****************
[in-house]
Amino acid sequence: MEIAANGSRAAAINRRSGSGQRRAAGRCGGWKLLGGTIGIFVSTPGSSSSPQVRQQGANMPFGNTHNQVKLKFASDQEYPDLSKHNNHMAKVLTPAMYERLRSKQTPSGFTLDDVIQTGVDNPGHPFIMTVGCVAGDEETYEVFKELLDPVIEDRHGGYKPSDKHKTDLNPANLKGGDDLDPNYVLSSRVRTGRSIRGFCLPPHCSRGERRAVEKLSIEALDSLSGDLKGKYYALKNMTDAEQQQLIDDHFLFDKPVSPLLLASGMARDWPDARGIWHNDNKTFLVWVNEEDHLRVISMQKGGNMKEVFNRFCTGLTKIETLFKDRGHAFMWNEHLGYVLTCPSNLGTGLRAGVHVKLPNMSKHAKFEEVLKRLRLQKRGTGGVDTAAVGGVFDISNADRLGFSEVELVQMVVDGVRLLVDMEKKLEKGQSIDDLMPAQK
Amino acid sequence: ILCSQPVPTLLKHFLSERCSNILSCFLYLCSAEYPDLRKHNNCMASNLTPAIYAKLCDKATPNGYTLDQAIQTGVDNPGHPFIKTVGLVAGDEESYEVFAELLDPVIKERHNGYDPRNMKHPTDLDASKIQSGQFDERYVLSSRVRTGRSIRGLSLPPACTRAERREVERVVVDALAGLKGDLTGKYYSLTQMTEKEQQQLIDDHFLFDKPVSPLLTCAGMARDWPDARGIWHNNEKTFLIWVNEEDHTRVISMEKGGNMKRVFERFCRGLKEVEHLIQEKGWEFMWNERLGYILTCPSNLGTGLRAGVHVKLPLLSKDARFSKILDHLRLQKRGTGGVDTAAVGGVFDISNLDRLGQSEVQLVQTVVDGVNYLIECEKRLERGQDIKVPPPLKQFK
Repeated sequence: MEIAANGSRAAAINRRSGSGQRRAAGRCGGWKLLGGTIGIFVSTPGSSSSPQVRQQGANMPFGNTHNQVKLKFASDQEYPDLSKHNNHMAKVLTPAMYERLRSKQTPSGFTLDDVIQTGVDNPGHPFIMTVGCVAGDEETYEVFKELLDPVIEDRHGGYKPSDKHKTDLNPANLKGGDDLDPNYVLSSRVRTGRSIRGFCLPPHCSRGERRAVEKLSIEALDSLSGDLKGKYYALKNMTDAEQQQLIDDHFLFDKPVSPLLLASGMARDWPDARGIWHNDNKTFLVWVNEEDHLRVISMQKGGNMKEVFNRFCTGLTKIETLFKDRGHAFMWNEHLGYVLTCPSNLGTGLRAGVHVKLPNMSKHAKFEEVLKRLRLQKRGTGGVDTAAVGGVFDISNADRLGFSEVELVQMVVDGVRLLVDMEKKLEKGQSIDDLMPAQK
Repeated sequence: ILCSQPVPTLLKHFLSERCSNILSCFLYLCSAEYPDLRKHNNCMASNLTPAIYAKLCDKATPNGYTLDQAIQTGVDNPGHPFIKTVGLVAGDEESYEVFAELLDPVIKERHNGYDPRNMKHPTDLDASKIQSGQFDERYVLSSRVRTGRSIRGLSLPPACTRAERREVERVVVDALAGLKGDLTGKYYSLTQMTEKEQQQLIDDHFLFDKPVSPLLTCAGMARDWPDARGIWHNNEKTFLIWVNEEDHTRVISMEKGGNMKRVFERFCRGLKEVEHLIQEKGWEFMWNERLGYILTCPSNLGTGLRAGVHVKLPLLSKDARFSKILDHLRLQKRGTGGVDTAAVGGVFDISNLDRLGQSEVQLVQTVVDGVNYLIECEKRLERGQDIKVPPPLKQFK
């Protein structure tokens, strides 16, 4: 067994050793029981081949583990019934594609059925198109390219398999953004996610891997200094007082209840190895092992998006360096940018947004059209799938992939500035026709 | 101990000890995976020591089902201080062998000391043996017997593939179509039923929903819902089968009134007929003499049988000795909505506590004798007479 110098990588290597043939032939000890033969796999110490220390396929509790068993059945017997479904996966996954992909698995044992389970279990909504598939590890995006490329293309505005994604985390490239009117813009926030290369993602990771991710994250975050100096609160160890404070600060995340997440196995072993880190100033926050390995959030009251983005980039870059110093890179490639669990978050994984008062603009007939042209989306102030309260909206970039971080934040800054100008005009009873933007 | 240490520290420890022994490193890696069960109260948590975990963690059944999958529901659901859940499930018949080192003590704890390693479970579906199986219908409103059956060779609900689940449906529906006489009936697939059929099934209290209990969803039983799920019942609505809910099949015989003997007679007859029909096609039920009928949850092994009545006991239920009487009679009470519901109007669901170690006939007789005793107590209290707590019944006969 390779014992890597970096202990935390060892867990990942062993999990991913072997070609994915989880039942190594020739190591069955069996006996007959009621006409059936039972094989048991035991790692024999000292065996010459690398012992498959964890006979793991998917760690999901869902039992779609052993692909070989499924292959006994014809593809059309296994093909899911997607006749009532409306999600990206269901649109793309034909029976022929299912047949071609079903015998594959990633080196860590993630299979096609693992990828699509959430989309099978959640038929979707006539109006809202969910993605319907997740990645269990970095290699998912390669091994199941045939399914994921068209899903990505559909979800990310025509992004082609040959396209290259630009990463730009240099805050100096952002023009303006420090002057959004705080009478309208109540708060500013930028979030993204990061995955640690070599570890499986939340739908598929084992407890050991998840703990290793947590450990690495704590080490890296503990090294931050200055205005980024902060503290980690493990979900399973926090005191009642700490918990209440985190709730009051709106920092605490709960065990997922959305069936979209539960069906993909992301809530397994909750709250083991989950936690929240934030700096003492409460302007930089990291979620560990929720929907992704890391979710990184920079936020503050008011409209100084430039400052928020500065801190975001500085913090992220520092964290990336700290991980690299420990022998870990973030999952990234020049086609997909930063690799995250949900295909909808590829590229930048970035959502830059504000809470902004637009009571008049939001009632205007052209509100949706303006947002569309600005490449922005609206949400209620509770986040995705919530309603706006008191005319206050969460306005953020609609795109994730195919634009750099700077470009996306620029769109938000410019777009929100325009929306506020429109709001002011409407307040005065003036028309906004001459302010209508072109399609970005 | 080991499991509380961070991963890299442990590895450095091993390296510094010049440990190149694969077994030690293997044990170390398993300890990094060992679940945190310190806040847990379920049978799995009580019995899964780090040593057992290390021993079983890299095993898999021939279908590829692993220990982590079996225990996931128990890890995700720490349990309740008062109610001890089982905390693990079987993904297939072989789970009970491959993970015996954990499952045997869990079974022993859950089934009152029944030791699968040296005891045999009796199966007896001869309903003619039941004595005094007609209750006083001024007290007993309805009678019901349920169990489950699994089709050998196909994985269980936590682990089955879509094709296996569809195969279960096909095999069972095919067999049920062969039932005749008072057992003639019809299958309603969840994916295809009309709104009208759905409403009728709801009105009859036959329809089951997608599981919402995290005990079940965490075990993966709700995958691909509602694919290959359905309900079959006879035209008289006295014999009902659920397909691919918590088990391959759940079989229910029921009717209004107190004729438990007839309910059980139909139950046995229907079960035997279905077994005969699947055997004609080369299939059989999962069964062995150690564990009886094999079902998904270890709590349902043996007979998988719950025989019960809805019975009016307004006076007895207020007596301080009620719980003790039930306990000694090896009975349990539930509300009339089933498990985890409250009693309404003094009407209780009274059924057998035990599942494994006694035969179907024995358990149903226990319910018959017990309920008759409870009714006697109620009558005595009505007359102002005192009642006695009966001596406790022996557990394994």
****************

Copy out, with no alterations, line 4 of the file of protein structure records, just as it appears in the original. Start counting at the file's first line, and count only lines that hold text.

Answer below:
Repeated sequence: MEIAANGSRAAAINRRSGSGQRRAAGRCGGWKLLGGTIGIFVSTPGSSSSPQVRQQGANMPFGNTHNQVKLKFASDQEYPDLSKHNNHMAKVLTPAMYERLRSKQTPSGFTLDDVIQTGVDNPGHPFIMTVGCVAGDEETYEVFKELLDPVIEDRHGGYKPSDKHKTDLNPANLKGGDDLDPNYVLSSRVRTGRSIRGFCLPPHCSRGERRAVEKLSIEALDSLSGDLKGKYYALKNMTDAEQQQLIDDHFLFDKPVSPLLLASGMARDWPDARGIWHNDNKTFLVWVNEEDHLRVISMQKGGNMKEVFNRFCTGLTKIETLFKDRGHAFMWNEHLGYVLTCPSNLGTGLRAGVHVKLPNMSKHAKFEEVLKRLRLQKRGTGGVDTAAVGGVFDISNADRLGFSEVELVQMVVDGVRLLVDMEKKLEKGQSIDDLMPAQK